Discussion: This use of scale is consistent with scalability Definition 1, because “failure to scale” refers only to the exhaustion of a resource; it does not address the problems faced when resources are added.

Maggs: A system fails to scale when you need one more unit of something and you are un-able to provide it without using up significantly more than one unit of some resource.

Discussion: This comment is related to scalability Definition 2, because it concerns the over-head involved as resources are added.

Maggs: Small systems can be managed and dealt with by small numbers of people. Large systems require many more people, and truly large systems may require more people than can be hired and trained fast enough. As labor costs go up, profits may also not scale. These kinds of problems are behind the development of so-called autonomic computing.10

Discussion: This comment refers to an aspect of scalability that is sometimes overlooked—

the growth in human administrative costs as systems get larger.

Maggs: This may seem obvious, but you can’t test for scalability.

Discussion: You can’t test for scalability in the sense that it may be impossible even to simu-late the effect of increased workload and increased capacity. Some other approach is needed to gain confidence in whether a scaling strategy will work.

Maggs: If you attempt to simulate heavy workload in order to assess how a system will per-form, the accuracy of the simulation can be a problem. A small measurement error in a simu-lation can give misleading results (e.g., the simusimu-lation may say you’ve only loaded the CPU to 70%, but in fact you’ve loaded it to 101%).

At any one time, Akamai expects a significant number of components across their network to be in a failure state. Needing a robust method for mitigating this condition, Akamai has turned to scalable fault tolerant strategies.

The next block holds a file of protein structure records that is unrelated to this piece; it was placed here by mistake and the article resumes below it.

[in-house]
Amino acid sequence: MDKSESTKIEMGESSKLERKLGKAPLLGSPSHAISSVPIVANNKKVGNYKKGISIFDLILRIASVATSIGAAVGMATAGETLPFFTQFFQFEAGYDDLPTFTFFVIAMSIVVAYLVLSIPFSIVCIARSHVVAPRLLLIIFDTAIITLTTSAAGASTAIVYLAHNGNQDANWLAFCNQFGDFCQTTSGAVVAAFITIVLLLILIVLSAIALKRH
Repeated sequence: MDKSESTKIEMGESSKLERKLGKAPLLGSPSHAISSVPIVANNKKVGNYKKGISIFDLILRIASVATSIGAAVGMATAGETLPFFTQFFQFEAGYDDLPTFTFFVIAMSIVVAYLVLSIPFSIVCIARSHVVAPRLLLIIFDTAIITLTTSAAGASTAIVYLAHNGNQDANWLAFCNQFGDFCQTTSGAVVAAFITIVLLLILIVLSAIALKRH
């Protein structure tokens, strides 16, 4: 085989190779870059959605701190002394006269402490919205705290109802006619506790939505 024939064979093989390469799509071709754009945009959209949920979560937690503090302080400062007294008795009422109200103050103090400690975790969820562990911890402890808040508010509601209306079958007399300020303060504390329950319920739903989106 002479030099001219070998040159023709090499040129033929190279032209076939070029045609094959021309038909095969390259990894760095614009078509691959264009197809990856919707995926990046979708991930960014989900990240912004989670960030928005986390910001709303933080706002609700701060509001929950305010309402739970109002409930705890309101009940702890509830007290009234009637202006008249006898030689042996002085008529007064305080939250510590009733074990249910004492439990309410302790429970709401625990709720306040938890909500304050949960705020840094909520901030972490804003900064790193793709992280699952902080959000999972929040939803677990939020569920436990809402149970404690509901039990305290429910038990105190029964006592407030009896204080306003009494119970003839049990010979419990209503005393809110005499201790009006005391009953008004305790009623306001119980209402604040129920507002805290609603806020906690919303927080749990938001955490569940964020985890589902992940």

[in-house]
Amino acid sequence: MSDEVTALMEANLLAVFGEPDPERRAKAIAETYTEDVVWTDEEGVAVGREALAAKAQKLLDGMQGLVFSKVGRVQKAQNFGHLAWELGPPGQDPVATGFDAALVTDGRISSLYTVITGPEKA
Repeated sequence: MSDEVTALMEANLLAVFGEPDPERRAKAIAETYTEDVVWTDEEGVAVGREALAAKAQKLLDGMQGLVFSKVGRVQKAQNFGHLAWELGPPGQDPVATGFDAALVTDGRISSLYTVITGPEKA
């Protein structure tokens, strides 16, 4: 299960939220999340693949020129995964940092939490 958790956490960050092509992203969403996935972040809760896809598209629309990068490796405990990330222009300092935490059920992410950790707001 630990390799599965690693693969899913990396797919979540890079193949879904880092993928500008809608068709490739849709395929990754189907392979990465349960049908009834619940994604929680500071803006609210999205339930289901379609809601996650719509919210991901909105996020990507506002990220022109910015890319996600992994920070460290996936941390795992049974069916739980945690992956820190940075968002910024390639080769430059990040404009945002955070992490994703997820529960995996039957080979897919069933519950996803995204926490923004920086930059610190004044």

Discussion: Scalable here refers to the use of methods for which the administrative and com-putational burden does not increase faster than the number of components. By pushing out recovery procedures to the servers and routers themselves, Akamai ensures that the

router/load balancer nearest to the failed server is responsible for reallocating its traffic in a transparent manner, reducing network and administrative load. In terms of scalability Defini-tion 2, this is a strategy for adding network components in such a way that the costs of coping with component failures do not increase faster than the number of components.

Maggs: Upgrading software poses a nonintuitive problem that becomes significant as a sys-tem grows, because it becomes impossible to guarantee accurate knowledge of what versions are running where. Akamai has servers all around the world and does not expect all of them to be running the same versions of their various systems. Therefore, the various systems must be backward compatible—at least to a point. Further, it must be possible to revert fairly eas-ily to a prior edition if that is what it takes to keep the system running.

10 Autonomic computing implies a reduction in human involvement at least. For more information, see

“The Vision of Autonomic Computing” [Kephart 03].

Discussion: The problem posed by software upgrading is more significant in large systems than in small ones. In small systems, you have more certainty about the system configuration than you can have in very large systems. If your procedures do not take into account the in-creased likelihood of incorrect system information, you will have problems in updating your system. In addition, you will face increased costs due to coping with growing configuration variances and trying to minimize them. These administrative costs become more significant because of the size of a system.

Maggs: A common mistake that is exacerbated by large numbers of servers in a widely dis-tributed system is the failure to keep accurate configuration records. The configuration data is as important and serious an issue as new software and should be treated as such. Servers with different configurations still need to be able to work together. Akamai did an audit on their servers and discovered that all of them had the same parameters—such as the same version of the same operating system or the same memory—true 99% of the time. As systems grow in unbounded directions, you can’t let that 1% kill you.

Discussion: That discussion highlights scalability as a management problem. Again and again, we see that distributed systems can become hard to manage efficiently using tradi-tional techniques as the systems grow beyond a certain size. Traditradi-tional techniques assume an accuracy of knowledge that cannot be attained in large systems. You need to assume you will act on inaccurate information, and you must have ways of recovering from such mistakes.